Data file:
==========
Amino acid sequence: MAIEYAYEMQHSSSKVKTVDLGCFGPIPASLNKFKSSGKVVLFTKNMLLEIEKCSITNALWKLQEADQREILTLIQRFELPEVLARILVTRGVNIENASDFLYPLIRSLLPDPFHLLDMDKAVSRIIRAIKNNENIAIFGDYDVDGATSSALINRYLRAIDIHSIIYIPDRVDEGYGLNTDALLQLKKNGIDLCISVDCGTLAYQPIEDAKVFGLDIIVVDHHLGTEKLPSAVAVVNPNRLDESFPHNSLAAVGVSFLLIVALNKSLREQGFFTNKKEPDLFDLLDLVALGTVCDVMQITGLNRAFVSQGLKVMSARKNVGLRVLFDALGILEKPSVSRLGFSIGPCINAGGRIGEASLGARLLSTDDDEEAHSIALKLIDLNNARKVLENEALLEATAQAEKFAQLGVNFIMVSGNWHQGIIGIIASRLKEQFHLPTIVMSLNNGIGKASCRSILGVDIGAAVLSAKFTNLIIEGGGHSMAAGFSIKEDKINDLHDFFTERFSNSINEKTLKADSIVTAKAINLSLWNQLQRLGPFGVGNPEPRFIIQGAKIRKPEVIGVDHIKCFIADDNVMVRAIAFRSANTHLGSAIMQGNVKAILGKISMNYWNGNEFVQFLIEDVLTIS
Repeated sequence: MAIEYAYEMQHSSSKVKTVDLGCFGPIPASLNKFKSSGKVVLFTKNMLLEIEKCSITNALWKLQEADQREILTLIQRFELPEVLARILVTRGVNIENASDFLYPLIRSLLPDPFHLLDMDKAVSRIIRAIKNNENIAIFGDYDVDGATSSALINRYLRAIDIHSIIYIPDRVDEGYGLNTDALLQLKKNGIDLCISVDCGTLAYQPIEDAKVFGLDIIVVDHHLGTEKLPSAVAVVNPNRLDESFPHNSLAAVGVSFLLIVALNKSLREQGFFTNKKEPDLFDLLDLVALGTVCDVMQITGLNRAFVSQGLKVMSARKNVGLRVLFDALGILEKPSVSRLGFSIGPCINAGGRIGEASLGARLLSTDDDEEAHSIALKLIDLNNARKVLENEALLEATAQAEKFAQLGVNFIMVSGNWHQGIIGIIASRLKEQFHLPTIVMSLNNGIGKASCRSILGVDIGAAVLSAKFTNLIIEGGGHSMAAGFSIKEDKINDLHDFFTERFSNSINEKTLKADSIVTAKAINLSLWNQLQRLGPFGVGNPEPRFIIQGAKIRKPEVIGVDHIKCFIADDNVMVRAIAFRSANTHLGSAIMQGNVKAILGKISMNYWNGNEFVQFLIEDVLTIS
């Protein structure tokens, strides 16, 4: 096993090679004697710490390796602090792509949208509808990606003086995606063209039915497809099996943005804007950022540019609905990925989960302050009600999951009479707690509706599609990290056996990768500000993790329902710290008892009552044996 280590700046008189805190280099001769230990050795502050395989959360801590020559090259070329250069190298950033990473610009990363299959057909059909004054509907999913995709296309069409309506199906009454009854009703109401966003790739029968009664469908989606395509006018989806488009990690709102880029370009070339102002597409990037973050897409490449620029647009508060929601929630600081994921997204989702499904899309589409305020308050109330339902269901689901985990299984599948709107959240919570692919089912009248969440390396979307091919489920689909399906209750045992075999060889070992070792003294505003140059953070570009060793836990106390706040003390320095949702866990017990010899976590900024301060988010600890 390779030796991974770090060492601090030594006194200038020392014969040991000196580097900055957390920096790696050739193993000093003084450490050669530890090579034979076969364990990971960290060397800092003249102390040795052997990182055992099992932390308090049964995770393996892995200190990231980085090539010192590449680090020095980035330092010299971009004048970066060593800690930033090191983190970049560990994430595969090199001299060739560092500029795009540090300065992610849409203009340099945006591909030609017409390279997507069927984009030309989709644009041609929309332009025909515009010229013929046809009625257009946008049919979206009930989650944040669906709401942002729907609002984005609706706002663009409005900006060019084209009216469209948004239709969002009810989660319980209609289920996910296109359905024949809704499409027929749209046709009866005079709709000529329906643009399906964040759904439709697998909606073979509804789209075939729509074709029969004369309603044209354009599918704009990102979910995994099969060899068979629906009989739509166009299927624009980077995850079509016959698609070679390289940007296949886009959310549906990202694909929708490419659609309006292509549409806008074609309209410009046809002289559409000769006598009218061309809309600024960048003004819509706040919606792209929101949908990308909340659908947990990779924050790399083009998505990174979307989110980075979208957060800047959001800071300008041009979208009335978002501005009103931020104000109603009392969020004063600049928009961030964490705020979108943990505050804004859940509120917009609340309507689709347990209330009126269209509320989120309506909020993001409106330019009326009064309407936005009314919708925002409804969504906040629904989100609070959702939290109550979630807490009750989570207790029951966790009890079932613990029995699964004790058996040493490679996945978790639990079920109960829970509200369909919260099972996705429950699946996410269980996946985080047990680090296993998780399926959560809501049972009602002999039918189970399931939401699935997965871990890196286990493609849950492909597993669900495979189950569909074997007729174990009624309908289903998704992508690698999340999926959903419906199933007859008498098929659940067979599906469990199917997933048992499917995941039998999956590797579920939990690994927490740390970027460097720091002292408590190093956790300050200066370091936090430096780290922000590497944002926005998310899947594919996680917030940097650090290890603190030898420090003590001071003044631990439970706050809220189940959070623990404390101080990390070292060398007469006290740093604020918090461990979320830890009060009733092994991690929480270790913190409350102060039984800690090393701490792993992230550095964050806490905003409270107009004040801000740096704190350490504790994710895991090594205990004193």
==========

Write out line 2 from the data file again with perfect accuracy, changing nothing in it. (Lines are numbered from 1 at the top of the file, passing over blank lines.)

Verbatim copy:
Repeated sequence: MAIEYAYEMQHSSSKVKTVDLGCFGPIPASLNKFKSSGKVVLFTKNMLLEIEKCSITNALWKLQEADQREILTLIQRFELPEVLARILVTRGVNIENASDFLYPLIRSLLPDPFHLLDMDKAVSRIIRAIKNNENIAIFGDYDVDGATSSALINRYLRAIDIHSIIYIPDRVDEGYGLNTDALLQLKKNGIDLCISVDCGTLAYQPIEDAKVFGLDIIVVDHHLGTEKLPSAVAVVNPNRLDESFPHNSLAAVGVSFLLIVALNKSLREQGFFTNKKEPDLFDLLDLVALGTVCDVMQITGLNRAFVSQGLKVMSARKNVGLRVLFDALGILEKPSVSRLGFSIGPCINAGGRIGEASLGARLLSTDDDEEAHSIALKLIDLNNARKVLENEALLEATAQAEKFAQLGVNFIMVSGNWHQGIIGIIASRLKEQFHLPTIVMSLNNGIGKASCRSILGVDIGAAVLSAKFTNLIIEGGGHSMAAGFSIKEDKINDLHDFFTERFSNSINEKTLKADSIVTAKAINLSLWNQLQRLGPFGVGNPEPRFIIQGAKIRKPEVIGVDHIKCFIADDNVMVRAIAFRSANTHLGSAIMQGNVKAILGKISMNYWNGNEFVQFLIEDVLTIS